zimbabweTechnically, she’s only in the running to lead Zanu-PF’s Women’s League.

But Zimbabwean First Lady Grace Mugabe made media waves last week as she travelled around the country on her “Meet the People Tour”.

And Grace – now commonly referred to in the state-owned media as “Dr Mugabe”, what with her being a PhD-prodigy and all – is making her ambitions known. Women’s League? Psh.

“You would see me quiet, a young girl, what did you think I was doing? I was learning,” she said at a rally last week, reports Zimbabwean paper NewsDay. “So what is shocking you today? You made me what I am, I was copying from you. You are not supposed to be shocked, I am seeing a higher post.”

Honestly, though, that’s mild compared to everything else Grace told us about herself last week, like:

  • that she’s all about clean governance
    White people came to me with $10 million to stop the land reform programme. I said to them don’t ever come back to me. I chucked them out of my office and almost spat at their faces. They thought I was a soft target on the programme.”
  • that she’s an avid agriculturalist
    “Nobody will remove me from the farm which I took. Blood will be spilt if anyone attempts to remove me from that farm . . . I took that farm personally because even after I told ministers and government officials that I wanted a farm, they did not allocate me land and instead told me they thought I was joking.”
  • but nobody buys her yoghurt
    “I manufacture yoghurt but no one buys it… You can’t even find a person who can buy a packet of milk.”
  • that she’s kind of a racist
    “A Zimbabwean lady got married to a Chinese national and they had a child. A few weeks later, the child died and the aunt who was mourning kept saying she knew that the child was going to die within a very short period. After some interrogations the aunt said the death of the child was obvious because Chinese products were not durable.”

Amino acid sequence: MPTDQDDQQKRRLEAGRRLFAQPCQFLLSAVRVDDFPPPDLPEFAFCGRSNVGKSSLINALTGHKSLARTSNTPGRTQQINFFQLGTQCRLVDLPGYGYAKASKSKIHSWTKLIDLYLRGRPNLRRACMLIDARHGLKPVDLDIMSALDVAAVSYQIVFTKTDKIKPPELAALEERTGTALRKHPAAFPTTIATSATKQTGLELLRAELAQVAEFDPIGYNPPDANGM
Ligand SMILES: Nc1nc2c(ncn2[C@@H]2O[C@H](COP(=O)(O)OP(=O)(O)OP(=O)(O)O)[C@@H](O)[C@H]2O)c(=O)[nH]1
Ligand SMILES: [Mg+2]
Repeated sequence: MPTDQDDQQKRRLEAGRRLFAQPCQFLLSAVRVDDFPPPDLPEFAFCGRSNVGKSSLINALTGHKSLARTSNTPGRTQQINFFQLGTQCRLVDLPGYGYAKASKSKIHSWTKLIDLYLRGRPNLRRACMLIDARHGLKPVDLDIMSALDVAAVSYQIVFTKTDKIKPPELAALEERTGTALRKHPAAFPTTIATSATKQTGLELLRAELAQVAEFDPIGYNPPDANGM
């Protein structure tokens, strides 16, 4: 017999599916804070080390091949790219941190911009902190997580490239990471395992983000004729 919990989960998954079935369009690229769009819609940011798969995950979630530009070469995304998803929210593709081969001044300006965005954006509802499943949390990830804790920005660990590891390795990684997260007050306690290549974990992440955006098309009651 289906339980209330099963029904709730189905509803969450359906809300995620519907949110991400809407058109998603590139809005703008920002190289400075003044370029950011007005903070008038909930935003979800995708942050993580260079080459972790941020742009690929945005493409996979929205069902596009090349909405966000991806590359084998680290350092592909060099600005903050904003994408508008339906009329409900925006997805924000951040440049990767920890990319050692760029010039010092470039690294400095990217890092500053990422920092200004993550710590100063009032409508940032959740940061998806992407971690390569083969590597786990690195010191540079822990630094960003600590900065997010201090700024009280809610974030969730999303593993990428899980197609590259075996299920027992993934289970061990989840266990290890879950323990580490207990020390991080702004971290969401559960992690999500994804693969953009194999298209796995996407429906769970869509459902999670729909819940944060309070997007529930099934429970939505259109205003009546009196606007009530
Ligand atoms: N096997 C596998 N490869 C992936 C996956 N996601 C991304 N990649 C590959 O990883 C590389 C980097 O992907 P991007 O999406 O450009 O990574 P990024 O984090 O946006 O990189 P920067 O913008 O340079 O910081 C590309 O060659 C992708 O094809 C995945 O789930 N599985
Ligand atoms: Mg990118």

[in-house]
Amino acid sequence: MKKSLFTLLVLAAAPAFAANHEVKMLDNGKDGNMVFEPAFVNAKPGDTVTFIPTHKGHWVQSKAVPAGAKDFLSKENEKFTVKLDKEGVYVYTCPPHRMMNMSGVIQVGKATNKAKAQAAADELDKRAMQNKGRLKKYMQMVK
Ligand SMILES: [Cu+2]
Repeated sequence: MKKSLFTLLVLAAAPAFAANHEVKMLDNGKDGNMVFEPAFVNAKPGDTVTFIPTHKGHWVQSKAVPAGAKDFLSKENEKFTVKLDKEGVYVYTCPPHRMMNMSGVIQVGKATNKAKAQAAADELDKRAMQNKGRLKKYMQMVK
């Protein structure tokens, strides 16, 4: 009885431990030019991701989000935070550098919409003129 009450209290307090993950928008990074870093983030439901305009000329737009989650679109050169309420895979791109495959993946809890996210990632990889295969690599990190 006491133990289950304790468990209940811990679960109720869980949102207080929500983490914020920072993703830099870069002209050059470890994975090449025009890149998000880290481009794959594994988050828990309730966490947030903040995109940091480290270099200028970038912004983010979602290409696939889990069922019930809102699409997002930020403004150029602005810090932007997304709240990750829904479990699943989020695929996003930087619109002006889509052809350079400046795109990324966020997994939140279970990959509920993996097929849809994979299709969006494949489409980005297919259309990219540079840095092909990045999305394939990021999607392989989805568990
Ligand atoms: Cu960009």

• and that she’s basically Lord Varys
    “In fact my spies are too many, even a person seated next you might be my spy so be careful, I know what you are doing.”


mozambiqueIt’s election time in Mozambique on Wednesday, and the news is all about Afonso Dhlakama, leader of the sometime-rebel-but-currently-respectable-opposition-party Renamo. Up until a month or two ago, Dhlakama was still living in the bush, insistent the ruling Frelimo was out to get him and running intermittent skirmishes with government troops.

Now he’s running the show, speaking in front of crowds of thousands. Just read some of the descriptions from this AFP report:

  • “Footage broadcast on national television showed capacity crowds in the coal-rich Tete province where people crowded onto rooftops to see Dhlakama.”
  • “Thousands packed the airport of the second largest city of Beira on Sunday, broke through security cordons and streamed onto the tarmac when his plane landed.”
  • “ ‘I personally thought he was marginalised,’ said Antonio Francisco, a researcher at Mozambique’s Institute for Social and Economic Studies. But ‘he has resuscitated himself politically’ and his campaign is like an ’emotional tsunami’.”

According to the Africa Elections Project, though, the crowds won’t matter: Frelimo is still expected to win.

Mauritius, meanwhile, dissolved its Parliament last week in the run-up to an election to change all elections, reports AFP. At the moment, Mauritians vote for a party, just like in South Africa, and Parliament then decides who will be president. But the Prime Minister’s Labour Party and the opposition Movement Militant Mauricien (MMM) have teamed up with the goal of introducing a bill that would allow for separate presidential elections, like in America.

And two weeks before Botswana goes to the polls, president Ian Khama predicted his ruling Botswana Democratic Party will (again) win by a comfortable margin.